Cluttering the User Experience with too Much Code

Slow web experience
I have a friend, a colleague. Let's call him Joe.

Joe wants the best for his customers and his organization. He knows customer experience is critical and he recognized his organization hasn't been the best at it. People come to their site because they have to get something done. And customers loathe having to but must as part of running their own business. So they've put up with the occasional outage, slow page response time, or error message after submitting a form.

And the experience has gotten better over time. There's more information on entry pages. More and better images. More context. Internal stakeholders are happier because key usage metrics like page views per visit, repeat visit, and mobile visits are all increasing.

But there's a problem that's not easy to see. Joe has all the tools to measure it but doesn't have someone digging deeper into the analytics to identify it.

The never ending web page download

The problem is that the page is full of asynchronous web calls for more data and objects and for sending signals to web services. As a frequent user of Joe's website, I can see it in my browser as it tries to hit the next endpoint. I can see it on my task manager as chrome churns >50% CPU trying to manage all these connections. If you watched me, you could see it in my frustration as I have to wait for all these interactions to stabilized.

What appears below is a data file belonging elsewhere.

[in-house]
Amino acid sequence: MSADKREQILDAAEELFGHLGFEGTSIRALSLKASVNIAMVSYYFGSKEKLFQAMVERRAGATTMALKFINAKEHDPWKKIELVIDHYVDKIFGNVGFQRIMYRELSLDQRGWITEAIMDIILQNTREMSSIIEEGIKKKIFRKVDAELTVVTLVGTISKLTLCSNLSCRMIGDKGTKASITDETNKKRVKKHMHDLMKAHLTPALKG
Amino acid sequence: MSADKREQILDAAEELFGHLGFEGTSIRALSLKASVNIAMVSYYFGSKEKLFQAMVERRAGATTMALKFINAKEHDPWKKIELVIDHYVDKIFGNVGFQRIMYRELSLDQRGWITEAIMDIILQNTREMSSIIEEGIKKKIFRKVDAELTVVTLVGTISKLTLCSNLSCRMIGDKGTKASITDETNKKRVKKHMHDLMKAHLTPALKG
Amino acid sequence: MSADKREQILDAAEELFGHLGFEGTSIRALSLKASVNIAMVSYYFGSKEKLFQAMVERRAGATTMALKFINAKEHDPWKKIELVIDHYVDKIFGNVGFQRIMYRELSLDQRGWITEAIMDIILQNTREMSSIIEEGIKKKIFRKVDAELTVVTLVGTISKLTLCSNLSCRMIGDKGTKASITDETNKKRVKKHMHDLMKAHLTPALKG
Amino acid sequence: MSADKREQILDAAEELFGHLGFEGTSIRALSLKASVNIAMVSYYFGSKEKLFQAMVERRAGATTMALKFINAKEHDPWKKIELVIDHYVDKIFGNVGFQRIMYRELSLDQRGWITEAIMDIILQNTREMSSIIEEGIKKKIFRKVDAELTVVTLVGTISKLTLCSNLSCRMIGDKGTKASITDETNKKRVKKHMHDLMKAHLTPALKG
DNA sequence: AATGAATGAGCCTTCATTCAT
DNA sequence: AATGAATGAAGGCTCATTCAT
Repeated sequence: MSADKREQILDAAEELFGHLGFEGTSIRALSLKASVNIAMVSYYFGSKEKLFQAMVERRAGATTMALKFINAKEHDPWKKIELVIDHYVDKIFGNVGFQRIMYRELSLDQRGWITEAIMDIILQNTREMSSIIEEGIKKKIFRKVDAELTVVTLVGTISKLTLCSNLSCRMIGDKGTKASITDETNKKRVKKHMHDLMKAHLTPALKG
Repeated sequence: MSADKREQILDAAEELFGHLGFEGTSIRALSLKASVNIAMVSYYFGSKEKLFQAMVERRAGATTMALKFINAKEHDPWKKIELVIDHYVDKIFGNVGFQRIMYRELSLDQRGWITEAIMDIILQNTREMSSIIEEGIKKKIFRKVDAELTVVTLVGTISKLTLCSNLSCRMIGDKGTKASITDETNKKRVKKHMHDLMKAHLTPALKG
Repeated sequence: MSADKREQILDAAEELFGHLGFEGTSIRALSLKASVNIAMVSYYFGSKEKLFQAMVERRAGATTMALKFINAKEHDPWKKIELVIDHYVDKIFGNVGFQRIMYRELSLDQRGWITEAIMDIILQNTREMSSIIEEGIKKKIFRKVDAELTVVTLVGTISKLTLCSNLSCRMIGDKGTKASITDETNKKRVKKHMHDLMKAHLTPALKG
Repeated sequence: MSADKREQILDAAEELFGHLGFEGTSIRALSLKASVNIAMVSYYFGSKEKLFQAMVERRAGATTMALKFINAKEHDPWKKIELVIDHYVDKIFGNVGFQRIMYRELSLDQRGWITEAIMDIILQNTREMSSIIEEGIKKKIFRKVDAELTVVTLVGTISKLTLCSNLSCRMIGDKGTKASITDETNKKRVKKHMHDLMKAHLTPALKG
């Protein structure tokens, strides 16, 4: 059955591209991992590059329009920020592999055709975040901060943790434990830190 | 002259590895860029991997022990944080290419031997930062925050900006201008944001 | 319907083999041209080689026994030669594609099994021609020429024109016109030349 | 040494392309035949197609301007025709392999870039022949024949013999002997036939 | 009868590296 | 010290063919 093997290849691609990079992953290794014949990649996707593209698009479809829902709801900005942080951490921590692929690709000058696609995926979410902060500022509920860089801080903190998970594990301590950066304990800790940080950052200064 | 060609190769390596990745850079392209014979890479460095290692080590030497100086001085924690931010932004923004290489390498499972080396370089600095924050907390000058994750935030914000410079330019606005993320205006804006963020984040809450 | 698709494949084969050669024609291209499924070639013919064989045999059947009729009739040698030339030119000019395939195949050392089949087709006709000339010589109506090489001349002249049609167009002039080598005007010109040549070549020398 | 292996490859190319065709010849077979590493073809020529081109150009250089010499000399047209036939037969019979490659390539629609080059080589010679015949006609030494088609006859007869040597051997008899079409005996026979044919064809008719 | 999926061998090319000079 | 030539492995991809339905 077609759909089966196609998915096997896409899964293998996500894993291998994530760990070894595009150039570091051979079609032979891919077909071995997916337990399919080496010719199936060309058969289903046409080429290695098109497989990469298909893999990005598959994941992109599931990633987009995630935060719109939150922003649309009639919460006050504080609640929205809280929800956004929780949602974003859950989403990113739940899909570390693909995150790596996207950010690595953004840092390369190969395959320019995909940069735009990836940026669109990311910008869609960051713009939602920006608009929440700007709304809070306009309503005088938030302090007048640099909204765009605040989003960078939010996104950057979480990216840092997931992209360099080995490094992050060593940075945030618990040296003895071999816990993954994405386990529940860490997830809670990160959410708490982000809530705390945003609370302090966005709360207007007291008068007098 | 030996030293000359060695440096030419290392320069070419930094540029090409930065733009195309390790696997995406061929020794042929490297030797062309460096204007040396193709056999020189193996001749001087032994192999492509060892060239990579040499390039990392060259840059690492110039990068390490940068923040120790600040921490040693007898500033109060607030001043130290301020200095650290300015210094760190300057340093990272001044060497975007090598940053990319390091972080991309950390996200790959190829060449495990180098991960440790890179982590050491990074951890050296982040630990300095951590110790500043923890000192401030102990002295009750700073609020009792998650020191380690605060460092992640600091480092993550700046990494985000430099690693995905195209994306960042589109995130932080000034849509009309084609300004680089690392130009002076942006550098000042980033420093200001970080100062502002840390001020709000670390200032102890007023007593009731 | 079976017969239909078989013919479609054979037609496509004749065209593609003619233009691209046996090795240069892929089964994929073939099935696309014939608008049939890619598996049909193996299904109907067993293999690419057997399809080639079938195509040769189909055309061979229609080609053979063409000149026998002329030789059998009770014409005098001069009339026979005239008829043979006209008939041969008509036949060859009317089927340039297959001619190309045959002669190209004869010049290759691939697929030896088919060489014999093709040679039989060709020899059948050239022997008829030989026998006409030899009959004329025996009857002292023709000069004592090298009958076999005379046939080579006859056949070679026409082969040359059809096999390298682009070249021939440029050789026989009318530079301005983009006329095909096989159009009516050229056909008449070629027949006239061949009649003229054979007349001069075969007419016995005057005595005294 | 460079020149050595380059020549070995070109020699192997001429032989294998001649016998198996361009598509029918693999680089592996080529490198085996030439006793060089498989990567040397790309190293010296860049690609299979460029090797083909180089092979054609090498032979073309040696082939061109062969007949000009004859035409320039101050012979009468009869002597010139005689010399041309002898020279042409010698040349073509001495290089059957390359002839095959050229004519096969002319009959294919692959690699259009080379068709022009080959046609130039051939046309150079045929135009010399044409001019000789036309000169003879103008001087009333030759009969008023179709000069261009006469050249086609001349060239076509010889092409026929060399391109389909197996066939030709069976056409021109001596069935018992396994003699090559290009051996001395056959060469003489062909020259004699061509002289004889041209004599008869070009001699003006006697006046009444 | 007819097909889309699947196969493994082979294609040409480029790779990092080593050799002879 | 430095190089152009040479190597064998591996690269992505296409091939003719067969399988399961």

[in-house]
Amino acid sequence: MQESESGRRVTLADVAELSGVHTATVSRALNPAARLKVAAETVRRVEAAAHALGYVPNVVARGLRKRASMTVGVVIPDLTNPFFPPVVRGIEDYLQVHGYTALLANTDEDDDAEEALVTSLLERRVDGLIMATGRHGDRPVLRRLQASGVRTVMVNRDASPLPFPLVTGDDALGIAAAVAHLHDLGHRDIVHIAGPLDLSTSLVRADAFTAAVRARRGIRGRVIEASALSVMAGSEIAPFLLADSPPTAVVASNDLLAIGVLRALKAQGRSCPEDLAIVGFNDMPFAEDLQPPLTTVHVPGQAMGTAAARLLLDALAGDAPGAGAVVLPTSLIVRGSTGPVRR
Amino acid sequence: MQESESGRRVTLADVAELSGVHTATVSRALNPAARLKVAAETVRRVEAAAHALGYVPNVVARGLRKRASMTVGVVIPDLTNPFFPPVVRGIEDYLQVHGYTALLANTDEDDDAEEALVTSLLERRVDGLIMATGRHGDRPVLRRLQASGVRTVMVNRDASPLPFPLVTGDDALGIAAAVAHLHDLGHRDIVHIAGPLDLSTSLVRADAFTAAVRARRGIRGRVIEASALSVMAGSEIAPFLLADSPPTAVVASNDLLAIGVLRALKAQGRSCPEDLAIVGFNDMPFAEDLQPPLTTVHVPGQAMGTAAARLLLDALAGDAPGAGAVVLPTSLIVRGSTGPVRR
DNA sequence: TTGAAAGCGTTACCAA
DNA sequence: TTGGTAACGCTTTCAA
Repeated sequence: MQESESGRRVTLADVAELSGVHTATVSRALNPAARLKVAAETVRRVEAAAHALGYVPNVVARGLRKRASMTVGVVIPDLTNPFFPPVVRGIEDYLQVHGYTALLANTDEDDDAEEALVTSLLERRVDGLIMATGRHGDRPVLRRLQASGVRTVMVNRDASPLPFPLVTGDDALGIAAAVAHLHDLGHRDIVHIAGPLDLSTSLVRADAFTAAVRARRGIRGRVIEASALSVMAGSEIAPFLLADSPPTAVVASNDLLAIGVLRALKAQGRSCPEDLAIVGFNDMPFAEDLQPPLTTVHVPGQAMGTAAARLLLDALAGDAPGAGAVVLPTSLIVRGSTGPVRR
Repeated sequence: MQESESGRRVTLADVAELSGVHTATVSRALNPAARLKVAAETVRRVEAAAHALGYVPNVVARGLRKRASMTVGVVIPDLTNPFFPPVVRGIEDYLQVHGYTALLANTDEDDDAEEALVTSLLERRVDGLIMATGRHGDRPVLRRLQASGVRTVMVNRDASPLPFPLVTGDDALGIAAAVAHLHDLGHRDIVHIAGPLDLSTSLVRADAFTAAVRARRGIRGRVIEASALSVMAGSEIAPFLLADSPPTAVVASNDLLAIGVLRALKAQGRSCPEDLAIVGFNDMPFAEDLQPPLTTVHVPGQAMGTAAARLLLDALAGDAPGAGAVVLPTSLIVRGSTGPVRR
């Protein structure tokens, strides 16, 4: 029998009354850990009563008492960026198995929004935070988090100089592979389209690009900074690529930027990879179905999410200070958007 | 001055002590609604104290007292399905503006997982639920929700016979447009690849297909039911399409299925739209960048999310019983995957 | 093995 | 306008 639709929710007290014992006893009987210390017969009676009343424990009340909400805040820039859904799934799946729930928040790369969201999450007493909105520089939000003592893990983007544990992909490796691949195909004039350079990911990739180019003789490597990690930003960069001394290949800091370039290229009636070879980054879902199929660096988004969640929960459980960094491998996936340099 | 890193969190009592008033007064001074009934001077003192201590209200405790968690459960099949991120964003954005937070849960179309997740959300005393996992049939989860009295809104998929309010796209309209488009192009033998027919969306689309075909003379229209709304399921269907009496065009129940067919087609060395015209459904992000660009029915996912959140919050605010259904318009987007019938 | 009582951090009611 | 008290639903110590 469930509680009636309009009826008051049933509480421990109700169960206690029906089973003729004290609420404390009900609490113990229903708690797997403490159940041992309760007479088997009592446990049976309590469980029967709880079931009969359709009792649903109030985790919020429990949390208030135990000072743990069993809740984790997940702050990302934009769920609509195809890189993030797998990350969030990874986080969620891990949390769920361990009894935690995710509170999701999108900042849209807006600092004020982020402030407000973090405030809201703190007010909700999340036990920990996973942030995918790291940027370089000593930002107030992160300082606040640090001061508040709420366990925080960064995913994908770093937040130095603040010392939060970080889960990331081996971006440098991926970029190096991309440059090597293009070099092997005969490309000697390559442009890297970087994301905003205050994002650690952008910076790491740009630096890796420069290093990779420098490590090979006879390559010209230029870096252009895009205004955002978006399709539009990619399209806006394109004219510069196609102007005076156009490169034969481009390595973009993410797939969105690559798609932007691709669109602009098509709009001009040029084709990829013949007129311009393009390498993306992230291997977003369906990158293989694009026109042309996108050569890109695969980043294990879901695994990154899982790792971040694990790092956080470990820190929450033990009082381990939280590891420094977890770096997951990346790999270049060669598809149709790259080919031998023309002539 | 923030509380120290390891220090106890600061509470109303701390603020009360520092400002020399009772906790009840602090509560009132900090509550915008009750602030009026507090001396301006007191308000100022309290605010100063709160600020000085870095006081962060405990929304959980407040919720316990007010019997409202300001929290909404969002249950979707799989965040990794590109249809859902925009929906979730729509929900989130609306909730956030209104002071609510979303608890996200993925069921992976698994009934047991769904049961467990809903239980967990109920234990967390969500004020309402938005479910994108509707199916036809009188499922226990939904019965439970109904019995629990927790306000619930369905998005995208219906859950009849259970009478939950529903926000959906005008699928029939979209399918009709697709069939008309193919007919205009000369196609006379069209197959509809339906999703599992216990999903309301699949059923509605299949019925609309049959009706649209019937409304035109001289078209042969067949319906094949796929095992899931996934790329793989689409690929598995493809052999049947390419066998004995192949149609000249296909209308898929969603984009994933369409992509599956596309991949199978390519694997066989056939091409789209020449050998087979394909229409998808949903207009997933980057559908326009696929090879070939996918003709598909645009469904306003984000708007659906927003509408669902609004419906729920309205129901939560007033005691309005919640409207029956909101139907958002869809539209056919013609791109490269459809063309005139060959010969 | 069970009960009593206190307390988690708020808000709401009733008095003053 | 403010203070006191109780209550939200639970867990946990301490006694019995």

I often give up. The mobile site works better and doesn't have all this nonsense. I can quickly scan this page for the one, sometimes two things I seek and obtain them quicker and easier than the web experience.

Now sometimes a mobile experience is what I need or want. But other times, I'm looking for more information and to do more things, and a web or tablet experience is better for these purposes.

Browser Side Scripting on Steroids

Putting too many objects on the page - whether it be images, javascript tags, or ads - has been a problem since web 1.0.

But today. there are more websites implementing browser side scripting. Some of this is done to provide a rich experience and other times it's a tool to personalize the website. There are different good reason to be using browser side scripting for these and other reasons.

When browser side scripting is the standard, and server side the exception then bad things can happen. These sites end up with too much code and too many server side calls. It's hard to see this until the page is fully constructed and even then, the impact to end users may not be fully recognized by the development team.

It's becoming a problem for teams that don't debate the application architecture up front. When is it appropriate to put code browser side? How many interactive objects on a page is reasonable? How often should they pull for new data? How do you know when a page is performing poorly?

The web was originally designed as a thin client experience. Maybe we need to go back to that model?

By the way, if you think you are Joe, you are probably mistaken. There are lots of Joes and I don't know them, but I know their websites.

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About Isaac Sacolick

Isaac Sacolick is President of StarCIO, a technology leadership company that guides organizations on building digital transformation core competencies. He is the author of Digital Trailblazer and the Amazon bestseller Driving Digital and speaks about agile planning, devops, data science, product management, and other digital transformation best practices. Sacolick is a recognized top social CIO, a digital transformation influencer, and has over 900 articles published at InfoWorld,, his blog Social, Agile, and Transformation, and other sites. You can find him sharing new insights @NYIke on Twitter, his Driving Digital Standup YouTube channel, or during the Coffee with Digital Trailblazers.